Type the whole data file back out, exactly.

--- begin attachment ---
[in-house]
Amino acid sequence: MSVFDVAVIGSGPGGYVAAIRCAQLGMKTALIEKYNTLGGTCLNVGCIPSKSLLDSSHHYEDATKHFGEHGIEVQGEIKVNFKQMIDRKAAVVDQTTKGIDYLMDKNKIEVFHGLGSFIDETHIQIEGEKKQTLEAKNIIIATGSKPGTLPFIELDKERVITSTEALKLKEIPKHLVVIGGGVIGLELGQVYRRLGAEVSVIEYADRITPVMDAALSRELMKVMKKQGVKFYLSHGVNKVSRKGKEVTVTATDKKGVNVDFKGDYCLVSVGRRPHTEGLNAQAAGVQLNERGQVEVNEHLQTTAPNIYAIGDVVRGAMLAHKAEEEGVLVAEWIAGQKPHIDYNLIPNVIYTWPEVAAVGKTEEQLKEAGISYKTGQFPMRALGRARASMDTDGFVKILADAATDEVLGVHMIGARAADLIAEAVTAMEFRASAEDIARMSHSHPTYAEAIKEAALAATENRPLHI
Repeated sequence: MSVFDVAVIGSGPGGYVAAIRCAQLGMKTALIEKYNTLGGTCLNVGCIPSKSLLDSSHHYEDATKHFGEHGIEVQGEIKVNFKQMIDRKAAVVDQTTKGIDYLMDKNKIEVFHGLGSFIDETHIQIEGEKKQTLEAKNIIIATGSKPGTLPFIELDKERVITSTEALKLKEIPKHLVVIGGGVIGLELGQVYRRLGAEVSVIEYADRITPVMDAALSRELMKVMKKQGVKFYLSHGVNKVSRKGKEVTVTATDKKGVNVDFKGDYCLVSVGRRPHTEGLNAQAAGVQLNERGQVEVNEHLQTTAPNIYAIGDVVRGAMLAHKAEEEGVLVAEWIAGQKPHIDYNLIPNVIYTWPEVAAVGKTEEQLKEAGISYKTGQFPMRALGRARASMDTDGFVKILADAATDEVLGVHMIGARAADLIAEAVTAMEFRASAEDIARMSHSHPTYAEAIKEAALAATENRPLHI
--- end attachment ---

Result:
[in-house]
Amino acid sequence: MSVFDVAVIGSGPGGYVAAIRCAQLGMKTALIEKYNTLGGTCLNVGCIPSKSLLDSSHHYEDATKHFGEHGIEVQGEIKVNFKQMIDRKAAVVDQTTKGIDYLMDKNKIEVFHGLGSFIDETHIQIEGEKKQTLEAKNIIIATGSKPGTLPFIELDKERVITSTEALKLKEIPKHLVVIGGGVIGLELGQVYRRLGAEVSVIEYADRITPVMDAALSRELMKVMKKQGVKFYLSHGVNKVSRKGKEVTVTATDKKGVNVDFKGDYCLVSVGRRPHTEGLNAQAAGVQLNERGQVEVNEHLQTTAPNIYAIGDVVRGAMLAHKAEEEGVLVAEWIAGQKPHIDYNLIPNVIYTWPEVAAVGKTEEQLKEAGISYKTGQFPMRALGRARASMDTDGFVKILADAATDEVLGVHMIGARAADLIAEAVTAMEFRASAEDIARMSHSHPTYAEAIKEAALAATENRPLHI
Repeated sequence: MSVFDVAVIGSGPGGYVAAIRCAQLGMKTALIEKYNTLGGTCLNVGCIPSKSLLDSSHHYEDATKHFGEHGIEVQGEIKVNFKQMIDRKAAVVDQTTKGIDYLMDKNKIEVFHGLGSFIDETHIQIEGEKKQTLEAKNIIIATGSKPGTLPFIELDKERVITSTEALKLKEIPKHLVVIGGGVIGLELGQVYRRLGAEVSVIEYADRITPVMDAALSRELMKVMKKQGVKFYLSHGVNKVSRKGKEVTVTATDKKGVNVDFKGDYCLVSVGRRPHTEGLNAQAAGVQLNERGQVEVNEHLQTTAPNIYAIGDVVRGAMLAHKAEEEGVLVAEWIAGQKPHIDYNLIPNVIYTWPEVAAVGKTEEQLKEAGISYKTGQFPMRALGRARASMDTDGFVKILADAATDEVLGVHMIGARAADLIAEAVTAMEFRASAEDIARMSHSHPTYAEAIKEAALAATENRPLHI